Animal Shelter of the Week: Episode 22 – Peaceful Animal Adoption Shelter in Oklahoma

Peaceful Animal Adoption Shelter (PAAS) in Oklahoma funds their programs and daily operations from private donations as well as grants from visionary philanthropic partners including the WaterShed Animal Fund, PetSmart Charities, ASPCA, The Flint Family Foundation, The Cresap Family Foundation, and others. PAAS occupies a key position in an effective network of regional animal welfare organizations.

You can find the links to the videos we talk about below – check them out today, you can also check out their website to learn more!

Sarge & Mr. Miller  & Dogs of Lexington

Pets for Life 

Transport to Colorado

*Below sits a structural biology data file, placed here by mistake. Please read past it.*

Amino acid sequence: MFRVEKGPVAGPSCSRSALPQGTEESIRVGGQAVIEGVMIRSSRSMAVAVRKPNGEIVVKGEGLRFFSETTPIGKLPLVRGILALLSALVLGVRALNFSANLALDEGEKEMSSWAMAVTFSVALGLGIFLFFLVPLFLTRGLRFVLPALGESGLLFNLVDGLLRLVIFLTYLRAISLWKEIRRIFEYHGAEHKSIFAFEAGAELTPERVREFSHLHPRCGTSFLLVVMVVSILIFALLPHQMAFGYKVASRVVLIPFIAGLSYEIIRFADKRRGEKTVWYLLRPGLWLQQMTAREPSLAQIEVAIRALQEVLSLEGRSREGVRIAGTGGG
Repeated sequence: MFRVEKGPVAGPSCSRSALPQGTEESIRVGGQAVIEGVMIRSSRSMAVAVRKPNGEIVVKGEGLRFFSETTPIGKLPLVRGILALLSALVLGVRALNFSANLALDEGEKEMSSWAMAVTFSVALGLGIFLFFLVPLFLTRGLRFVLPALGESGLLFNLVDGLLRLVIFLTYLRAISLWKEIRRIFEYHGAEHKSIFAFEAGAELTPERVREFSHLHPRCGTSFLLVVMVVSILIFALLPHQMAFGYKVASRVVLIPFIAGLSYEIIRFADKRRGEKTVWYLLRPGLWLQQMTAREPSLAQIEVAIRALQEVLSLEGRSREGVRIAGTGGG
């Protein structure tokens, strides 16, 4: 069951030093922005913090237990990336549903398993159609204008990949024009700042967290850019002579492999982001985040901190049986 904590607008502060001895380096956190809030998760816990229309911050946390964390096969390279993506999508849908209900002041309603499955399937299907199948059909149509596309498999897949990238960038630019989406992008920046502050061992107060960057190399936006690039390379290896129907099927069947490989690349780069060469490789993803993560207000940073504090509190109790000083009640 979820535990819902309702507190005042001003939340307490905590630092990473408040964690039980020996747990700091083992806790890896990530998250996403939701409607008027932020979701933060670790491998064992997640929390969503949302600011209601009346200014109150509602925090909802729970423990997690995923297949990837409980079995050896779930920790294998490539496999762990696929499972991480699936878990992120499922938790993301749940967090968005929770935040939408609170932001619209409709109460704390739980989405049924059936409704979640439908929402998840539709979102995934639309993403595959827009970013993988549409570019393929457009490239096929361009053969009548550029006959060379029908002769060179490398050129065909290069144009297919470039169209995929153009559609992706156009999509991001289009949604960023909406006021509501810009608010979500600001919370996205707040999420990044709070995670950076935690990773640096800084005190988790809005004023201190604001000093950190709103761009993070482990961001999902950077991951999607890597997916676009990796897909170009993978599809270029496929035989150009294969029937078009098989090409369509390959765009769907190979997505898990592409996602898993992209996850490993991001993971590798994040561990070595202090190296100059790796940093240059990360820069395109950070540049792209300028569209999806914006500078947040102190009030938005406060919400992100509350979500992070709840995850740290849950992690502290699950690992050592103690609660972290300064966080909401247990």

Welcome to the ARPA Animal Shelter of the week podcast where we introduce you to incredible organizations around the country that are focused on helping animals.  We’re proud to be sponsored by Doobert.com. Doobert is a free website designed to connect volunteers with rescues and shelters, and the only site that automates rescue relay transport.  Let’s meet this week’s featured animal shelter. Peaceful Animal Adoption Shelter, also known as PAAS opened their facility on the historic Route 66 in Veneto, Oklahoma, in 2015. They thought a traditional shelter was what the community needed. But shortly after opening their doors, they realized they had a much bigger problem changing the direction of their organization there, now focused on low cost spay and neuter service is out of state transports, and they even manage a teen our program to help control of feral cat population. The team at paws goes the extra mile to help their furry friends have the best life possible. Hey, Kay, welcome to the show. Thank you for asking me. Yeah, of course. I’m really, really excited to kind of learn a little bit more about you guys. Um and you are peaceful animal adoption shelter located in Oklahoma. And I’m curious about the organization. So why don’t you tell us where exactly you’re located and maybe what your your mission is. We’re located in Northeast Oklahoma, and our mission is to now is different than when we first opened. When we first opened in 2015. It was a traditional shelter like you see in many towns didn’t work. So we transition slowly, somewhat painfully, to become a transfer hub and a spay neuter clinic. And, uh, today I can tell you that we’re making a significant difference for all of the pet owners in northeast Oklahoma, as well as 15 municipal and rural shelters throughout Oklahoma. So it’s very rewarding. Yeah, it’s always nice to have to have that feel good feeling. If you will write to know that you’re making an impact and it sounds like not t not only the animals, but to the community, the larger community right as well. So why don’t you tell me a little bit about what the vision was when you guys first opened as a traditional shelter and and maybe that transition and where you guys are now, we’d love to we were envisioned to be the traditional shelter. We had a marvelous grand opening ceremony. The building’s beautiful. Everybody walks through it, and there were some people that walked in the door to look a tte dogs. But we had an 80 pit 80% return, right for those who did, which was kind of just a parting. But the bigger issue was we were suddenly swamped with people wanting to owner surrender their dogs and cats. We had 50 dogs in the shelter, and we had 75 cats. I had more than 100 dogs waiting to come in that were owner surrendered and I had more than 150 cats and nobody’s really adopting. So I had to go to a different format, and it took us a few months to figure that out. Ah, once we got it figured out, the really hard sell for us was to change the mind of the founders and the board in the area people, because they’ve been so expecting a traditional shelter, and we could not make that work. The question I have is why were so many waiting for owner surrenders? Northeast Oklahoma has a lot of commercial breeders, okay, have a lot of backyard breeders. And when they have a lot of people who simply don’t have the money to spare noted their pets on. When they have unwanted litters, they drive out predominantly. They drive out into the country, and the farmers and ranchers wake up in the morning, two puppies on their front doorstep, puppies in the barrel pit leading up to their house, and they they’ll keep them if they can. And so when we were a resource for them, it just was like opening Pandora’s box. Sure, they all knew they had some place to bring them, and they certainly brought them. Oh, yeah, it’s definitely And I mean, I’ve talked to, you know, quite a few different rescues and shelters, and I’ve never heard this before. So when you originally said Owner Surrender, I was thinking like personal Pat’s right, bringing them in because they can no longer care for them. But it’s a spay and neuter problem, and it’s a financial issue within the community. Now. You guys have made that switch, um, and your ah hub. So talk to me a little bit about I guess, what does that mean, how does how does your tell me about the day to day operations? Um, and what you’re doing with the animals that you guys continue to receive It’s turned out to be probably the most one of the two most rewarding aspects or programs that we have here every Monday in Tuesday, all of our partners, Oklahoma Rescue Partners, are scheduled to come in on rotating basis with their dogs. And we can send up to 40 depending on how big the dogs are. 40 35 to 40 dogs, too Dumb Friends League every Tuesday, nine on our van. We have it down to such a science that between the drivers and two of our employees, they couldn’t load. They can load 35 dogs in about 30 minutes. It’s just it’s magic to watch on Tuesday night. They leave out on Tuesday night. Wednesday they disinfect everything, get everything ready. And now, fortunately, thanks to a grant of watershed through Oklahoma Humane Society, we’re doing spay neuter clinics, and that literally is going to change our world in a really wonderful way. In such a short amount of time, you guys have really been able to hone in on the problem. The community needs and work with organizations not just within your community, but across state lines. Absolutely. And I came from the corporate world, So I came from a world that looked at things from the market driven. There is no market here. Foran option. You said there isn’t but there is a market for adoptable dogs in Colorado and we were willing to do anything. I mean, I think it sort of jumping over a jump rope. Whatever dumb friends they would have told us to do, we were going to do and packed for a CZ. Well, yeah, and and so consequently, we play by the rules, and that’s kind of hard for some shelters and rescues to do because they like to write their own rules. Yeah, everybody, we have a waiting list now of rescues and shelters who want to join us because, you know, thanks to Facebook, everybody knows we’re successful and we’re saving lives. I just did a spreadsheet for Watershed are our one of our major funders and all of the shelters who are regular clients of ours who come in on a rotating basis until the flood could say they had a 90% life release rate, which is unheard of. Yeah, very, very interesting. So I like that you’ve made a name for yourself in such a short amount of time. I do want to dive in a little bit more to this transport. Ha. Been packed. Fun. Colorado because I know that Colorado doesn’t really work with They should say, Doesn’t really work with right. They do. But they’re their rules and regulations because of pappa is a lot more strict. And so how are you able to build that relationship with dumb Friends League and other organizations to make that successful dumb friends? D is our only Colorado partner for that reason, because we we understood that it was built on trust and that trust. You have to earn it, Uh, and you have to be willing to follow the rules. And I jokingly say Mark Zuckerberg had no idea when he started Facebook how much we would use it. Right but way have a closed group that’s called Pause right to Rescue and DFL. All of our partners and us are all on that closed group, so everybody knows what everybody else is doing. Everybody knows whose dogs are being submitted, what they look like, what their credentials are. Every dog that comes to us from a participating shelter in Oklahoma has a certificate of health signed by the veterinarian in their area. They’ve all up to date on their shots. DFL has approved all of those dogs. They have a picture of him. I mean everything. So everybody’s preapproved when they come through our door on Monday, Tuesday and Tuesday nights when the magic happens because we then take them to Colorado and we have drivers and we pay our drivers. Because if you have volunteer drivers, if the weather’s band you have to move it around or they have something come up socially, then you don’t have anybody to take your animals. And if we once stop this train that all of our partners downstream are going to suffer, and for us here it’s like what we’re facing right now is the flooding. I’ve had people look at me with a questioning look because of what we do. If you have a man made Lee, you opened the floodgates when the water gets too high and which to me is transport out of state. Then you try to control the inlet flow, which for us is spay neuter. And when you could do those two things, then you don’t have to use the NYSE as many healthy, wonderful dogs. And so for us, it is just absolutely been there, most rewarding thing we could have ever imagined doing. You’re you’re almost writing your own rules and regulations, but you’re doing it following the rules and regulations of other organizations. Right and pack fa. I really think that transparency is key. I love that. What you’re doing with the Facebook group is just that right there getting pre approved, they’re putting all the information out there for everybody to see. I feel like when you’re that transparent, things runs so much smoother. But in the animal welfare industry, people feel very protective right of their organization and the people that volunteer and work for them, and sometimes that hurts you. So I love that you guys air super transparent with what you’re doing and the relationships that you have and starting to transport program is is not easy. But the fact that you were willing to do anything necessary to make that happen and to build that relationship with dumb Friends League, I think, is really just incredible. Here’s how I look at it, Rachel. I always never forget that. That we are the voice of the dogs. They have no voice and where their voice and so dumb Friends League is a very successful organization in Colorado. And so we knew that everything they did was obviously of a high standard. Did we kind of gripe ingrown? Sure, we did an early I mean, that’s just human nature. When I have people say, How could you get everybody to join in? I said, Look at yourself as a family, You may not like everybody in your family, Sure, but you all get along at Christmas and Thanksgiving and, you know, holidays and weddings and so on. So that’s it. You look a rescue as that family and you agree that you’re going to get along to do one thing. Transport. Not gonna talk with you about lots of other things in the shelter or municipal shelter for rescue me do. But let’s just work for you on Trans. That’s made the difference. But the game changer for us here locally, we were transporting but we were still struggling, trying to get enough grants for pet overpopulation and spay neuter. And I got a call from HSUS Pits for life program and they wanted to know if I would like to have pets for life and Benita and I’m not usually speechless, but I waas Yeah, I said yes. And so pets for life came in. And once pets for life came in, there was a cut cultural shift in our community because those people who had opposed spay neuter clinics helping low cost income, qualified people with that secret, they suddenly realized this was a kid new population that they had been ignoring. And my veterinarians are so on board now that they couldn’t wait for us to open a clinic they had told me when we first opened, they met with me down at a community room in a bank here that if I ever brought in a clinic or get low cost a neuter, they’d run me out of town. And they’re now my biggest cheerleaders. Yeah, that’s always a really hard thing. To do right is to convince people why they need to take that leap of faith to try something different, so I don’t know, Not sure how many people actually know what pets for life is. So why don’t you give us? Why don’t you tell us what that is? That’s her life is a comprehensive probe that you bring into a community and you literally go door to door and help people with their animals. Uh, I have a marvelous video that’s on our YouTube pause. We need a page that explains our pits for life program. And what we were able to do is we have Lacey works, does that program for us here in Benita. And now Rhonda doesn’t force them. Tell Akula and Vagal door to door. They visit with the people. They’re non judgmental. They helped them get their animals spayed or neutered. They’ll help him with food and leashes and basic things like that. And suddenly everybody began to realize they could keep their beloved pets, especially the elderly, because they could keep that beloved pit. It wouldn’t have litters because for some of them, that’s the only comfort they have. So it was a cultural shift and a life changing experience because we used the local veterinarians to spay neuter our pets for life clients, pets. And that just opened the door because something they were so swamped, you know, there was four weeks out. Okay, we’ve got And I said, Well, I’ve got 60 waiting to come in right away. See what? You can do something. And I look at him and finally, they said, obviously, you could bring in a clinic. I said, thank you. And they aren’t right. Oklahoma Humane. Said we’d like to put do a clinic once a month. Sit. Sure. Okay, then they didn’t prices. And now they told us we could do four months. Yeah, so we’ve done 178 surgeries are I think we’ve had six clinics we’ve done honored 78 surgeries. Yeah, it’s really amazing that it only takes a couple success stories, right? Or a couple of success clinics And people really gravitate to it because it it does work. So you guys actually have a clinic than on site at your shelter, then? Is that right? What used to be my cat place? My cat condo home is now my surgical suite. Okay. Okay. So you guys can That’s part of that transition, right? You’re You’re learning what is needed. And you’re kind of adapting Thio this ever changing world that you’re living in. So I know when you guys first open and you were down the traditional shelter path Yeah, he’s actually had quite a bit of space for cats and dogs Tau house them because that was the original intent. So as of today, now that you guys have shifted a little bit, how many animals do you keep in your shelter and tell me a little bit about primarily? You’re moving dogs to Colorado for adoption, But do you still adopt two people in and around your community? No, we don’t. We don’t really. But here’s what I did because people would go really so identified myself that I called all of the rule towns around Benita and the one foster based shelter a rescue. And I asked them at any at this time, how many dogs do you have available to it for the population around here? 300 Wow. And so how? Yeah, And so when someone says that to me, I hand them this piece of paper and it lists all of the rescues in this area, and it stands There are 300 dogs. Cats are a whole other issue. I can’t get through yet. Okay, I just can’t discriminate. But there are 300 dogs waiting for a home. Please go find one of them. At one of these shelters are rescues because we have a huge pet overpopulation in this area and that proved it to me. We take everything from the Veneto shelter they have not used in iced for space since we opened it. So every adoptable dog comes to us and they all come in on Mondays and Tuesdays and we send them out and then we get ready for the spade order Plenty for the end of the week. Okay, so the spay neuter clinic happens every week, right? Or will be happening every week. Okay. And when is that going to start? The next one is July 12th and it’s a full. And then were we also have July 26 Will. And so now we’re working on the one in the middle of July 19th because we just got approval to do up to four months, okay? And so how do people in the community or surrounding community is getting contact? with you Or is there Is there a an appointment site, or do they call you? How? How can people take advantage of this? The word has spread quickly. Tried that about? We’ve had people from this far ways in Missouri and Kansas call us. We go. Um, we’re not quite ready to go that far. We don’t have to, uh, in any way advertise. We keep everyone of them full, assumes it’s open with pets for life or because somebody has been using our pet overpopulation and they’ve not been able to get into one of the veterinarian’s. They could come here and pay us the $10 CO pay. And then Oklahoma Humane Society lets us put those dogs or cats into the queue to get spayed or neutered. Huh? Our phone rings off the wall. Were now a resource center recognized in this area. Words bread. Quickly. Facebook helped. Everybody’s on Facebook. Everybody shares. Yeah, we don’t do any. I wouldn’t do any advertising right now because I wouldn’t know how to handle any more than currently handling. Yeah. Yeah, definitely. It’s fascinating to me. Um, you know all of it. The spay and neuter in the out of state transport and the relationships that you’ve built in really such a short amount of time. You guys said that you opened up the doors early. 2015 The transition and the programs and the stability that you guys have been able to provide, you know, your community and other organizations is it’s it’s truly fascinating to me, and I really commend you on on all the steps and you’re making it sound so easy. And I know within that process it wasn’t easy at all. So I’m curious as to what you would say to somebody who maybe finds themselves in a similar situation, right? They want to open up a traditional shelter. They think they’re gonna you know, how’s animals and and have a clinic in all of these things. Maybe that’s not the right approach for them, but that’s what they’re thinking. How did you make that transition? And in what would you share with someone who might find themselves in a similar situation? I’ve had three different organizations come have their board of directors come and then they come back from multiple visits, first of all, to see what we have and then to get both Aren’t my input our facilities manager input and then our wretched veterinarian technicians input. Here is my formula for it if I were to do it again now that I’ve learned what I’ve learned, sir, if you if every month 50% of the dogs that come into your shelter are not going out to local adoptions, you should rethink what you’re going to build and focus on finding a partner that you can do a transport, maybe once a month. You don’t have to do it like we do, but you do a transport one thumb once a month X number of animals so that the animals that are in your shelter don’t stay there longer than 30 days or 45 at the most. The tragedy is when you keep a dog in your shelter, let’s say for two or three months you may eventually get that dog adopted, but for every week you keep that dog in there. You weren’t able to save another one, and that is the hard part for people to understand, cause they’ll focus on the dog in front of them and don’t realize that by keeping that dog for six months finished in a kennel. They’ve also not been able to save a dog every two weeks minimum. So if you just look at it differently, you begin to understand. So build a smaller shelter and I look at it. The first thing I would look at and I tell everybody is to look and I’m under familiar with world, not the big right. Opal City told I’m not gonna go there. Yeah, if your school is not maintaining their enrollment and your town is not increasing its tax base, you shouldn’t build a state of the art adoption shelter because you have no young families coming in that are having children better adding to the school, which then adds to the tax base. And everything revolves around that. You need to look at your town and in rule Oklahoma, the town’s air getting smaller, and so you need to rethink who you are and what you do to me. Success would be maybe 10 years from now they could do adoptions here because we have got a good handle on pen over population. But for the next five years, I want to send him to call around Oh, and spay neuter them here. That’s two things. That’s it. Yeah, and I definitely think your background in the corporate world helps you step back and and see things a little differently, Right? Because the animal welfare industry rescues and shelters is so emotional, sometimes it is really hard to take a step back because the goal is to save lives. It’s it’s you just have to find a different way. Like you said, you have to find a different way to get that done. And a lot of times, you know, the the rescues and shelters that I talked to in in rural locations. It is all about the overpopulation and the Spain and neutering. But I think what’s really unique about you guys is you actually recognize that, and we’re able to do something about it relatively quickly where I think a lot of organizations really struggle with that transition, right? They recognize there’s a problem, but because it’s so overwhelming, I really don’t know where to start this to question. There’s two answers that the 1st 1 is, you have to have funding okay, so that you could offer almost unlimited spay neuter because you can’t spay, neuter your way out of pet overpopulation simply because they produce quicker than you can get him fixed. It helps if you could do transfer out. As I said, Damn you get the overflow with the flooding out of your community so that you can come prostrate on what’s left. But you have to make spay neuter affordable, and I’ve discovered that for grand purposes, $10 is the tipping point. Most people confined $10 to get an animal fixed because they make $10 an hour. If economically, that’s the max that can afford. People can come in and get one dog at a time or one account of the time fixed a $10 But you have to have funders behind you who will pick up the slack of the reduced fee that the veterinarian’s air charging. That’s first. If you don’t start by keeping your veterinarian’s happy, you’ll never get to having a clinic because they’ll push back on you and they’ll cause you problems. I can’t think of any small rural town that has a veterinarian that if you offered $10 co pay and you had funding behind it to pay the veterinarian, you wouldn’t have the same success that we have here because what we’ve learned is these people love their pets, and these pet truly enrich their lives. And the two veterinarians that air on the pets for life video on are you to page sight? Both say that the biggest game changer was a neuter because now they can afford it. But you’ve got to start first of all, with transport somewhere else. You can’t just say no, You’re way out of it. In rural Oklahoma, there’s Germany. Yeah, so hi s O. I’m curious what you would say to somebody because I think everybody would agree with that, right? You have to have the funding. You have to have the grants. Thio make up the difference. So how were you guys able to do that? Who did you reach out to and and what would you say to someone who said Okay? Yep, I agree with that. But how do I go about it? Because the grant process is It’s a lot, right? There are a lot of steps to it. There’s a lot of research involved. You have to write and follow up, like, what would you say to somebody Who says Okay. Yep. Kay, I’m on board for this, but how do I start? You know, it’s interesting you say that I’ve been spending time unlinked in and reading all about Reed Hoffman and how Lincoln got started as well as Silicon Valley. And when you look at it, they just They’ve coined a new word called Blitz Scaling, which means that people gather together and they have enough sustainable income to put together a program that will work in Silicon Valley. Of course, it deals with the Internet, but I was allowed because of major funders, and it was the Crescent Family Foundation and Watershed Foundation Animal Fund. I was allowed the luxury of blitz scaling. In other words, I could focus on solving the problem because I didn’t have to stop and say, We run out of money. I can’t pay you. We’ve run out of money. We have to stop Spain, neuter clinics. We’ve run out of money we can’t transport anymore, and that luxury gave me the opportunity to get this done granted. Had I not been able to do this, I wouldn’t be able to talk to you today because they would have told me to go find someplace else, right? But But they gave me that that support both emotional and financial to let me show them. I did go to the main funders when we first opened and said, I don’t know how I’m gonna solve this, But if you’ll trust me and give me a year, I think I can. And it was about six months before we got the solution to begin to appear. And then the game changer was the meeting in Oklahoma City when Bob Brody and April Smith with April Steel were there and they said, Bob said, I’ll take 60 and I said, We consent to 30. I came back and I had the support not only of the major funder that had been helping me all along, but then Watershed joined with them, and once I had that support, I knew I could do it. I didn’t mean it. There were times that we’re trying. It just means, think about this. More than 4700 dogs have made that trip, and they’re in homes in Colorado. More than 1500 have been spayed and neutered in this community, and we’re beginning to really make a difference, but it takes blood scaling. It takes this support financial support from people who believe in you and give you the chance to get it done, and you can do it. I mean, we’re proof you can do it in economically depressed areas, and it’s exciting. But it’s also extremely rewarding. Yeah, it’s definitely It definitely has its challenges, right? For sure there’s, there’s no doubt, but the success of it and the support that you have, it’s just amazing to me, Um, kind of it just speaks to no matter your location, right? Whether you’re in an urban location and you have a lot of, you know, sponsorship opportunities and funding ability is you know, the organizations and the small rural towns can do just as much right or even have a bigger impact on the community and the animals. And so I’m always amazed to kind of see the difference between rural and urban locations and organizations on how they do things right, because it really is based on on the community needs. How big is your team? I have six employees, including myself here in the shelter. Okay, so six people, and so that’s A. That’s a lot of work for six people. How many? How many organizations are you guys working with to pull animals from to send to Colorado 15. 6 15 15 to 18. It’ll vary, but you need to understand. They bring them to us. So a zit example. Pauls Valley comes every other week, 500 miles round trip. OK, Every other week they come with 500 10 to 15 dogs that I’ve been approved by Dumb Friends League To make the journey, Washington County S P C A brings 10 to form or every other week on the opposite. Weeks that falls, rally does. And then we feel in with the smaller rescues and shelters throughout Oklahoma that our partners and they just all have to agree to follow the rules. And at first, it wasn’t easy, Rachel. They tried a step onion. Sure, no. And we send them home and, you know, and then we were posted on her Facebook page. You know, we’re sorry we sent home Joe, but he he wasn’t. He didn’t pass the test. Yeah, and so you only get embarrassed a couple of times by your colleagues. Did you go? I guess I’d better play by the rules. Yeah, and so they do. Now we have some people who chose not to play by the rules, and we put them on suspension. And then once a year representative from Dumb Friends League comes down and we ask every partner to send someone to a meeting where we talk about what we’re doing, what’s coming up next? What’s good? What’s bad? We fix at once a year. You have to have some representative from your organization, come to our meeting, and dumb Friends League sends a representative as well. So everybody’s on the same page and everybody knows anyone interesting. You said that because it’s the last meeting we had. The executive director of a very large municipal shelter spends their whole time trying to argue with us about what we were doing. We realized they couldn’t be our partner, you know? I mean, you don’t have to do it our way, but your dog’s really hope you will because yeah, they get a new loan. Yeah, and I just think for me, you know, out of all of this and how you guys are operating the transport piece of it is just the transparency, right? Like you said, I really like what you said in that you don’t have to work with us, right? That’s your choice. These are our rules, and we’re working with, you know, one organization in Colorado and the’s Are there not even guidelines? Are there rules, Right? And if you really want to save lives and be part of our team, these are the guidelines and the rules you have to follow. And if you don’t like it right that the animals suffer, it’s unfortunate, but that’s your choice. That’s exactly right. And that is that’s hard for some P s. It’s very hard. I mean, whenever I see someone who’s kept an animal in a shelter for a year, and then they have to make you know the decision because if suddenly loses its mind. And I think he not only did that dog not find a home, but neither did at least 26 other dogs because you couldn’t rescue them. Yeah, that’s heartbreaking to me. Yeah, definitely is heartbreaking. I hope it would be heartbreaking. Toe everybody who’s listening. Um, So my question for you is then, are you guys constantly like if somebody comes to you from another organization within a fair amount of driving distance. You know, I mean, I’m not gonna say 10 states away, but from the surrounding states, if somebody came to you and said, Kay, we’re really interested in this. We have so many animals. Do you open that up to have other people join? Or is this like an invite? Only for now, it’s going to be only Oklahoma shelters. Some of the leading people in animal welfare has that They want this to be a humane state for dogs and cats by 2025. Okay, so but I will go. I will visit with anybody that wants to come and see our facility and ask questions from anywhere I’m more than happy to come to. They’re meeting, you know, with whose they were interested in, show them what we’re doing and then how they might be able to do it in their community. I wouldn’t go outside Oklahoma at the moment, but I would help anybody who lives outside Oklahoma replicate what we do, and you can replicate it to fit your community. Doesn’t have to look exactly like ours, but yeah, yeah, I think it’s it’s fascinating and again. One of the one of the challenges that that I often hear is that everybody that I it seems like everybody that I talked to is so willing toe work together. And yet I still see so much friction, you know, amongst organizations and rescues and shelters. And it’s I I hope that we’re getting closer to understanding and working together in trying to understand the problems in each community. But we have a long ways to go. And so I like that you, you know, again, I like the transparency, right that it’s Oklahoma organizations only at this point, but that you are willing to kind of talk to anybody and share your knowledge and and what you’ve learned so that other people can replicate this, you know, within their state or their community. So I just I commend you on on how you’ve been able to transition this well, thank you. I have to tell you, I have a great deal of pride and knowing what we’ve accomplished here in this area and how many animals we’ve helped and also how many people who work at the shelters because for them to realize that they don’t have to use a nice ah, large number of healthy dogs because for space is just the most rewarding thing for them. Yeah, I would help anybody replicate this to fit their standards and show them how to do it and help them in any way so that they could do it. I would never want us to be the only one who did it at all. I would love to have 10. 15 of these across Oklahoma, Arkansas, Alabama, whatever and all being tremendously successful hubs. Absolutely. Yeah. I mean, that is the one coming goal that we all hoped to get to write. So I I love the openness on that. I want to know. So we’ve kind of talked about your past in the transition and the programs that you have. Is there anything coming up in the future for you guys that you want a share talk about, you know, honestly, not at the moment, because we just recently started the spay neuter and we we’re not sure what’s going to come next. It’ll happen, and when it comes to us, we’ll accept it. But for right now, we realize if the greatest impact we can have on saving the maximum number of dogs who have no voice is to transport transport out of state and to spay neuter. Uh, and there’s training and education certainly will be the next level down where you educate your communities. But I have somebody tambien from another town and they said, Well, you know, we feel that we should be able to educate the public like they did went for the no smoking effort and so that people don’t quit smoking because it was bad. So we should be able to educate the people so they get their dogs and cats face. And I just looked at them and said, Who’s gonna talk to the dog and cat? Sure, I said, What I think about this While you’re trying to educate yourselves, they’re out having fun, getting causing letters were having holders and they went. You can’t educate way out of pet overpopulation. You can transport in spay neuter. You’re way out of massive pet overpopulation. But you have to do both of those in tandem. Neither one of them a little we’ll get it done. Yeah, yeah, The education piece, I think, is it’s really important, and I do think it is? Ah, it plays a large part, but it can’t be the only thing. Right? Um, help with the overpopulation. So I definitely agree. And I like that you’re focusing on the two things really, for you guys in your community that have the biggest impact. So I appreciate that you recognize that, and that’s where you want your focus to be before you start something different. Thank you. That’s one of the reasons also, why it was so someone over for our board to accept. If I hold dogs back to adopt locally, I want you to come in and look up Doc in the face every day and say, I know you really want a home in Colorado. But I got to keep you here for a month and I said, I can’t do that. Don’t lose focus on what works and look at it from a a business or market driven point of view and that it works. Yeah, proof’s in the pudding. Yeah, but it’s it’s a hard thing to get people thio to see things differently, right? You I mean, that’s why you’re there and doing, and you have the impact that you do because you’re your vision is a little bit different than everybody else, right? And so I think you have to have that person or that team. You know, that can really look outside the box and try to figure out a different way to help with the problem. Yeah, and if anybody comes up with the third point, I can’t wait to hear. Yeah, well, I will definitely let you know if I hear another another good one. So, um, but I agree in that. You know, what you guys are doing is fabulous, and it works for you guys in the community. In your time In the animal welfare industry, is there a memorable story that you have that you know, just kind of makes you laugh or smile or even cry? Right? Um, one. I’m looking for a story that’s really made an impact on you. My life changed when I was at another rescue shelter before I came here, and there was a dog that was the grumpiest growly ist Steinhauser you’ve ever seen. And we had an agreement with the Lexington prison in here in Oklahoma and the program that they had at the time and we would come up. He would pick three dogs, and then I could give him one, and they would go down and work with their trainers. And then when they were socialized, they come back to be adopted, okay? And so he came to pick up history, and I said, I’ve got mine. So I take him down to look at Sergeant. He said, I’ve taken that dog. No, I sadly, we have an agreement, Okay? But I’m bringing it back. I said, Okay, so he takes his dogs. And in the hustle and bustle, you know, of trying to save animals and run a shelter? Yeah, I kind of forgot about Sarge. Fast forward, about six months and my phone rings and it’s lead. And he said, Hey, uh yes. Who’s going to be the new therapy? Doggett, the veteran center Norman and I said, Lee, I have no idea, Sarge, and I said, Huh? And there’s a documentary that they did about that. It’s also on our YouTube page. Just call the Dogs of Lexington. And it’s the story of Sarge, this grumpy, growly dog that now is the resident therapy dog. It’s in veteran center in Norman and that dog, I realized all that dog needed was somebody to be its voice. And I don’t think I ever forgot that. Has had I not been his voice, he would have not been where he is today. He would have been used in ice. I was able to, and I didn’t realize the significance of what I was doing at the time. But it has stuck with me ever since, and I think I know that is one of the reasons why I send the dogs as quickly as possible to Colorado. They have behaviorists. They have a foster families that will work with, and they have a system and a support system that will help some of the grumpy’s not the biters, just the Brumbies to become really wonderful dogs. And Sarge became the hero dog of the year for Oklahoma about three years ago. That’s amazing. It was life changing for me. I’ve never forgotten. I’m their voice. Yeah, I think you d’oh! I think it’s important for people to have that grounded statement or that thought right on on why they do what they dio. I feel like because there’s so many hard days. Um, it’s money challenging days that you have to have something you can you can really hold on to, right? Sometimes it’s that story. Sometimes it’s a statement. Sometimes it’s just that the impact of the feeling that you have from something that happened to you previously and so I think it’s really important toe to stay grounded and understand why you do what you do. And I love that, Sarge, is that one for you. So I know okay that we’ve. We’ve talked about quite a bit today, and I’ve learned so much about Pause. Is there anything else that we may have missed or that you want to talk about before we wrap things up? Only that I would like everybody certainly to look at the two videos. The one video explains our transport system. The other video explains our pets for life. And then, if you want to look at the Dogs of Lexington, the documentary, it’s on another another website. But it’s equally good. I would be I would love to talk with anybody who truly wants to help their area acknowledge the best way for them to make pet overpopulation a reality so that the dogs and cats who have no voice, you become their voice. I would help anybody do that. Anybody. I really that’s an incredible wayto to wrap things up. So we’ll definitely link the videos to the podcast recording because I do feel like those are all important videos and content that can help people, you know, down the road. I just appreciate your time and everything that you guys were doing. And in what you’ve shared with us about about pause, I so did to Rachel. If I can ever be of help in any way, just give me a call and send anybody my way. As you know, I’d love to talk to them. Will certainly do that. Thank you so much. Bye. Thanks for tuning into today’s podcast.  If you’re not already a member, join the ARPA to take advantage of all of the resources we have to offer.  And don’t forget to sign-up with Doobert.com. It’s free and helps automate the most difficult tasks in animal rescue.